Internet registration giant Network Solutions Inc. won the latest in a string of legal victories today when a California District Court judge ruled that the company could not be held liable for the fraudulent transfer of a .com domain name from one party to another.
Dating back to 1994, the original case was brought by an Internet user named Gary Kremen who had registered sex.com with Network Solutions. Kremen sued Network Solutions when another Internet user spoofed his identity in order to transfer control over sex.com.
In rejecting Kremen's claim, the court agreed with Network Solutions' long-running contention that domain names are not assets or goods but rather are services provided by the company.
"We provide a service," Network Solutions spokesperson Brian O'Shaughnessy said today. "This is not a property, per se."
Kremen had argued in essence that he "owned" sex.com and that Network Solutions had a fiduciary responsibly to protect it on his behalf.
Today's decision was the second verdict in as many months that supported Network Solutions' claim that domain names are not goods or assets subject to garnishment or other fiduciary claims.
In the case decided in April, sporting-gear manufacturer Umbro International Inc. had sought to force Network Solutions to garnish nearly 40 domain names registered by the alleged Canadian cyber-squatter who had registered Umbro.com.
After winning an injunction in a South Carolina court that forced the Canadian cyber-squatter in question to relinquish Umbro.com in 1997, Umbro sought to recoup the legal fees it incurred in the case by forcing Network Solutions Inc. to garnish - and sell to the highest bidder - other names owned by the Canadian company.
But in a 5-2 decision handed down late Friday, the court ruled Network Solutions' provision and maintenance of domain names is a "service" provided by the company and cannot be legally equated to wages or other tangible assets that are subject to garnishment under Virginia law.
Network Solutions has dodged a barrage of legal bullets this year.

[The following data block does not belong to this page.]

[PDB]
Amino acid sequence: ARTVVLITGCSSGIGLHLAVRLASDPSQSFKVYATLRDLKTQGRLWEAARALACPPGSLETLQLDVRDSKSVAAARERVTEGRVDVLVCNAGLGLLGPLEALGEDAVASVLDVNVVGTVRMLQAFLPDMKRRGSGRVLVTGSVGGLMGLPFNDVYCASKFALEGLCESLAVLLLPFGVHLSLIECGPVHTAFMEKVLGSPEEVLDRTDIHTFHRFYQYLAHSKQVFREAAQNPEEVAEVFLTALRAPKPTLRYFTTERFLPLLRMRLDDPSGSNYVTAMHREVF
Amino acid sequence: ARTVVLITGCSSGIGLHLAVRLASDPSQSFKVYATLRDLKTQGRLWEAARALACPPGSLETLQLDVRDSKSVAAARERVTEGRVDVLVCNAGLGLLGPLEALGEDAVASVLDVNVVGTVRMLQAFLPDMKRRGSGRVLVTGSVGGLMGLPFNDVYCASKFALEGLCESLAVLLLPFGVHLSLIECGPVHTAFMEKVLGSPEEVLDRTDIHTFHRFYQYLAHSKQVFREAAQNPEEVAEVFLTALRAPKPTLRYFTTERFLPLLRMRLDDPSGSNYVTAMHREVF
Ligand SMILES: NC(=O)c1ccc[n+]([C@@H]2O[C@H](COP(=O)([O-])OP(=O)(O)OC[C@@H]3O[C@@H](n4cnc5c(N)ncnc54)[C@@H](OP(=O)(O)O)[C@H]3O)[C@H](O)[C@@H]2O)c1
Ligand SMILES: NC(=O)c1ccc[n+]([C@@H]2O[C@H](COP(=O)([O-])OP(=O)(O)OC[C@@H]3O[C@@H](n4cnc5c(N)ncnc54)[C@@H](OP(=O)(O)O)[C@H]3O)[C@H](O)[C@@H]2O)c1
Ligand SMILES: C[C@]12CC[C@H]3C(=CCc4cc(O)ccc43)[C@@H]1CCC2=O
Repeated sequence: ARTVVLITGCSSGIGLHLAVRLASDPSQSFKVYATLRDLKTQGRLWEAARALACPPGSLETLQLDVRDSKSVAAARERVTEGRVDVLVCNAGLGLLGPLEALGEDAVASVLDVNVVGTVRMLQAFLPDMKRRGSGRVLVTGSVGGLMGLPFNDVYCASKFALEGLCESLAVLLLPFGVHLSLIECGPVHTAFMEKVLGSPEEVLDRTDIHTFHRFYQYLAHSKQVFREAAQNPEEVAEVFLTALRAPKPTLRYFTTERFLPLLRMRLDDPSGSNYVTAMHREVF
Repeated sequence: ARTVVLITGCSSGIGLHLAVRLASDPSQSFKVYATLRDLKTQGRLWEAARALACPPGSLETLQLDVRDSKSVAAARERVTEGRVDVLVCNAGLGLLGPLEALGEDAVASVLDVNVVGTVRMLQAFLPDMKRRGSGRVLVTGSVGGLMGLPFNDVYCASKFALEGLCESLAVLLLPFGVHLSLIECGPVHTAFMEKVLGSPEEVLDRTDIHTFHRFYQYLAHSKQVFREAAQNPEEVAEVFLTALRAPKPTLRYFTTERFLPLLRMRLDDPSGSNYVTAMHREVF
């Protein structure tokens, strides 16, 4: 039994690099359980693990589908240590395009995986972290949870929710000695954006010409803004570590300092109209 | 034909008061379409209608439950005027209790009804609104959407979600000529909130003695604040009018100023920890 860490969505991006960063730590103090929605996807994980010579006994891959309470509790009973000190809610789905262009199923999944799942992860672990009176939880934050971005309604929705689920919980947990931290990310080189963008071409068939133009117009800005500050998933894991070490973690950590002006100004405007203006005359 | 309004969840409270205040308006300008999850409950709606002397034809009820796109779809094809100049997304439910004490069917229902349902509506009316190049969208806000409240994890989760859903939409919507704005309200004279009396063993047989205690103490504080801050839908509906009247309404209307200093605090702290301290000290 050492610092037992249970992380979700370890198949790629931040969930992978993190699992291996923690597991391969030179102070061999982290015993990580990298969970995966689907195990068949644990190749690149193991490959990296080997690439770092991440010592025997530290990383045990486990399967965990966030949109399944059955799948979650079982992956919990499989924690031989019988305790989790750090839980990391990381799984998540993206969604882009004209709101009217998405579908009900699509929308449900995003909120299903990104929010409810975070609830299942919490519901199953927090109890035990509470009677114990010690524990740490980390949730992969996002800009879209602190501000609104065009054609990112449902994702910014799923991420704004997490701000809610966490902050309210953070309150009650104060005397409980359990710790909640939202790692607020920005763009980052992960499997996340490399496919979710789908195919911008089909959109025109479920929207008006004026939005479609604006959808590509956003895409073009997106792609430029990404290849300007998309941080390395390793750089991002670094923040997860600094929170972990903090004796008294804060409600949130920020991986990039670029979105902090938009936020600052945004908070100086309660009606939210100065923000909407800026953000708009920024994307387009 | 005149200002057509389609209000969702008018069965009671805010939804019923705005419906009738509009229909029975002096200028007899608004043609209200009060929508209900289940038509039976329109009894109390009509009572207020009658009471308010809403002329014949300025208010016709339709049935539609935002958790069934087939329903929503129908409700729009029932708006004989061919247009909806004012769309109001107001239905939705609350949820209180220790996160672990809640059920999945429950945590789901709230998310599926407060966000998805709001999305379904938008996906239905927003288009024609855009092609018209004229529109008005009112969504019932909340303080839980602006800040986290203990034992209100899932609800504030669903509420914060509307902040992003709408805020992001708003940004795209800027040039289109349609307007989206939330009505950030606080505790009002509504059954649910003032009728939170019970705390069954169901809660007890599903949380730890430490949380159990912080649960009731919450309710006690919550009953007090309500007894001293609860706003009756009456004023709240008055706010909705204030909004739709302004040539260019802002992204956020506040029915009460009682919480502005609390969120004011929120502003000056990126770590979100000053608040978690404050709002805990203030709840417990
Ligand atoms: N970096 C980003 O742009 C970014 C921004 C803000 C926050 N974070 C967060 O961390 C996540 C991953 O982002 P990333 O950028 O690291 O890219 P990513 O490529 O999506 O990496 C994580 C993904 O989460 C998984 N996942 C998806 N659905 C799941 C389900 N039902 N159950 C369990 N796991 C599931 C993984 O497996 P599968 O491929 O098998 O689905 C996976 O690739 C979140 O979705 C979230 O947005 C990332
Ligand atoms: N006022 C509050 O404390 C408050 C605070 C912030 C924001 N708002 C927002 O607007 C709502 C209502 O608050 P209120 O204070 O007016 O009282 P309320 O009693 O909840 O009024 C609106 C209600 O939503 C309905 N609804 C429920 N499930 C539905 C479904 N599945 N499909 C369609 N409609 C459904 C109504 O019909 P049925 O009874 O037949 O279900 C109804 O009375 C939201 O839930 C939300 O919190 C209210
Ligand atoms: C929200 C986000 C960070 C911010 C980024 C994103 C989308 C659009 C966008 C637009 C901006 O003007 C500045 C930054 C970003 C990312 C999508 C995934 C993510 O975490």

In January, less than 24 hours after announcing that the European Union had officially ended its six-month investigation of the Internet registration giant, Network Solutions discovered that the Justice Department had ended its year-and-a-half long antitrust investigation of the company.
The EU and DOJ announcements capped a banner month of January for Network Solutions.
Earlier in the month, the US Supreme Court upheld a lower court ruling that absolved Internet registrar Network Solutions of any wrong-doing in its collection of a $15-per-year, per-domain name fee on behalf of the National Science Foundation (NSF).
Also in January, a federal appeals court upheld a lower court ruling that found Network Solutions not liable for violating US antitrust laws.
As the only provider of names in .com, .org and .net, Network Solutions amassed a huge fortune in the latter half of the 1990s, prompting many questions about the firm's monopolistic control over the ".com" domain.
Based largely on those concerns, the US Commerce Department appointed the not-for-profit Internet Corporation for Assigned Names and Numbers (ICANN) to introduce competition into the domain-name registration industry.
While ICANN and Network Solutions sparred over the disposition of the .com registry for many months, the two entities made peace toward the end of last year, signing several agreements under the blessing of the Commerce Department.